Sun Current: Chronic Fatigue Syndrome An Up-and-Down Battle for Edina High Alum

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Author Andrew Wig

Some parents of 20-somethings yearn for the day when their children finally leave the nest. Lianne Beyerl just yearns for a cure for a mysterious condition that leaves its victims homebound and exhausted.

Beyerl’s search for answers began six years ago when her son, Jeff Beyerl, was a senior at Edina High School. At 6-foot-7, he was a captain of the swim team. He was preparing for college, planning to become a teacher.

Then, as he was just beginning his final year of high school, Jeff got sick. At first, they thought it was a bout with the flu, but that changed as the battle dragged on. Finally, two years ago, Beyerl said, a doctor at the University of Minnesota’s neuromuscular clinic diagnosed Jeff with chronic fatigue syndrome, which the Mayo Clinic defines as “a complicated disorder characterized by extreme fatigue that can’t be explained by any underlying medical condition.”

 

As part of the fight for her largely homebound son, Lianne has organized an informational event at Southdale Library. The free event is scheduled for 1-4 p.m. Saturday, Sept. 16. The program includes a screening of the documentary, “Unrest,” which chronicles the struggles of people with chronic fatigue syndrome.

Following the screening, Linda Tannenbaum, CEO of the chronic fatigue syndrome advocacy organization Open Medicine Foundation, will answer audience questions. Similar to Lianne Beyerl, Tannenbaum calls herself “a mother on a mission.” Her daughter came down with the condition in 2006.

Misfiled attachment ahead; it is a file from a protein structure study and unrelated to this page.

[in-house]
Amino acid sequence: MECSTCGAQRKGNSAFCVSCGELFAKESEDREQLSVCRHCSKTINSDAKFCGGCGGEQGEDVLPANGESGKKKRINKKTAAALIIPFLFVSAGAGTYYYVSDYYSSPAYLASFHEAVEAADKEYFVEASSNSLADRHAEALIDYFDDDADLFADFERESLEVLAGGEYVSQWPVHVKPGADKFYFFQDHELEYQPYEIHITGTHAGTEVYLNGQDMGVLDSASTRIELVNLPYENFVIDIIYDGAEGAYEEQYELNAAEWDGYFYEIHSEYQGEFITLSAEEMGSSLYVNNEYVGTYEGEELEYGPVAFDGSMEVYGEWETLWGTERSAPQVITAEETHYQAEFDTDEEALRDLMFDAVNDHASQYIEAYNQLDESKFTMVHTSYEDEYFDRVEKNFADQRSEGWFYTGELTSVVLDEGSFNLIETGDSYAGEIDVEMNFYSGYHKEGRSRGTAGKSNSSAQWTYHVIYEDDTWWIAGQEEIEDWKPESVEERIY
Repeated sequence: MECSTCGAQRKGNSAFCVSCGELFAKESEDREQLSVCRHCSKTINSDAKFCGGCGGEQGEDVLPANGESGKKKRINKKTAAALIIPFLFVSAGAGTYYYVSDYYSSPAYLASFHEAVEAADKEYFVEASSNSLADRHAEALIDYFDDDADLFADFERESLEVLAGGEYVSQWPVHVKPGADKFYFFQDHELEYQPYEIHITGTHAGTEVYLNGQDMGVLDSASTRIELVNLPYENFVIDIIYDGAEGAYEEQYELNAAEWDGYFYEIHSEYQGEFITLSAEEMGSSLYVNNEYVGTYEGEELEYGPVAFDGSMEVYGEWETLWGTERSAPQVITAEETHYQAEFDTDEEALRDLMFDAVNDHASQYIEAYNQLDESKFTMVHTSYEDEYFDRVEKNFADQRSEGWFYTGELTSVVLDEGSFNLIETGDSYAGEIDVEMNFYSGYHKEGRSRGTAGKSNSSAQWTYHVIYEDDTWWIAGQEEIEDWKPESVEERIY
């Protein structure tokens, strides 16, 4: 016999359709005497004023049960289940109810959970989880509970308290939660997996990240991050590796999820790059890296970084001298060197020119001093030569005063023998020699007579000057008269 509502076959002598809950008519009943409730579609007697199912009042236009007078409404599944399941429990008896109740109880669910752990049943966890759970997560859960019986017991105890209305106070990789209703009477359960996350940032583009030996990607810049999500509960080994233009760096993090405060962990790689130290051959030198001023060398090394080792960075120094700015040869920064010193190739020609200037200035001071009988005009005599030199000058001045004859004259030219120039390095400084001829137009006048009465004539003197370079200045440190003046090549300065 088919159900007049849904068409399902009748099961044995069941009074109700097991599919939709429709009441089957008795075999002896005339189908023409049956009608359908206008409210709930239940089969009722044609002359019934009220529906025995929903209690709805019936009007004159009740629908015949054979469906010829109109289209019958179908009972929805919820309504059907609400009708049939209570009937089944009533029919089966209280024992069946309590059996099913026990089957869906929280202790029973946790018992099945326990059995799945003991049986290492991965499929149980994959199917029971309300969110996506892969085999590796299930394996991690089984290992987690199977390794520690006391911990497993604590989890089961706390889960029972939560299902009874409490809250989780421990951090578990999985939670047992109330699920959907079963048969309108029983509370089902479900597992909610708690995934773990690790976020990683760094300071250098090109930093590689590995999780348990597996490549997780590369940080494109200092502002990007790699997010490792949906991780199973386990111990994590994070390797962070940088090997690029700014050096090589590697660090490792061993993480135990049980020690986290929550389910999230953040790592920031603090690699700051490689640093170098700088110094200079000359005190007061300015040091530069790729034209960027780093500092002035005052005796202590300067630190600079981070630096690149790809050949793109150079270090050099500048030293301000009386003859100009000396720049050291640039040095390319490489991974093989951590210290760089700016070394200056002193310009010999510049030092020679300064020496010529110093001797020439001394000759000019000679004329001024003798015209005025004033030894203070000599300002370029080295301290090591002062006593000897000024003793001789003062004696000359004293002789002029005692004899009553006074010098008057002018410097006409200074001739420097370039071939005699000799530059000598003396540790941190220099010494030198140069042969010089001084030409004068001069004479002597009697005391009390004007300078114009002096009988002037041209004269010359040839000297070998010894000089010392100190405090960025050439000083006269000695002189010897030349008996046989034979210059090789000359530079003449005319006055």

Some victims of the affliction tire from the faintest exertion.

“Some people say, ‘I can either cook dinner, or I can get dressed today.’ Literally,” Tannenbaum said, adding that for others, it’s worse.

“Some people don’t have the energy to turn over in their bed.”

One challenge in raising awareness and securing research dollars is how hard it is to pin down as a pathology, but a hallmark of the affliction is a post-exertion malaise that can be both physical and mental, Tannenbaum noted.

Lianne Beyerl isn’t the typical busy-body accustomed to event planning. In fact, the occupational therapist has never organized an event like the one set for this weekend. “It’s only because I’m a pitbull mother,” she said, having tired of watching her son’s condition ebb and flow for his entire adult life.

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